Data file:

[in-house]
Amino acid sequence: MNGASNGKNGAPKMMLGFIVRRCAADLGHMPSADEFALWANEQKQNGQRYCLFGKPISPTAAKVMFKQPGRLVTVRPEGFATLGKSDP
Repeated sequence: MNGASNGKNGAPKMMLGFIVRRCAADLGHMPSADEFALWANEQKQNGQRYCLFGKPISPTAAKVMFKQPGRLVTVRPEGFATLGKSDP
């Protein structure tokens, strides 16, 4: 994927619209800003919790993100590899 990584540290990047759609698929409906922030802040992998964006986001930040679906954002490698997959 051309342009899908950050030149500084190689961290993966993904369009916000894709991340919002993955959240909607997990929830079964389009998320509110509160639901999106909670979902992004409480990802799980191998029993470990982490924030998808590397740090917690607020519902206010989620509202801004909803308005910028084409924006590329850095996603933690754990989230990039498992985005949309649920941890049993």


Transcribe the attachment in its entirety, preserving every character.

[in-house]
Amino acid sequence: MNGASNGKNGAPKMMLGFIVRRCAADLGHMPSADEFALWANEQKQNGQRYCLFGKPISPTAAKVMFKQPGRLVTVRPEGFATLGKSDP
Repeated sequence: MNGASNGKNGAPKMMLGFIVRRCAADLGHMPSADEFALWANEQKQNGQRYCLFGKPISPTAAKVMFKQPGRLVTVRPEGFATLGKSDP
């Protein structure tokens, strides 16, 4: 994927619209800003919790993100590899 990584540290990047759609698929409906922030802040992998964006986001930040679906954002490698997959 051309342009899908950050030149500084190689961290993966993904369009916000894709991340919002993955959240909607997990929830079964389009998320509110509160639901999106909670979902992004409480990802799980191998029993470990982490924030998808590397740090917690607020519902206010989620509202801004909803308005910028084409924006590329850095996603933690754990989230990039498992985005949309649920941890049993």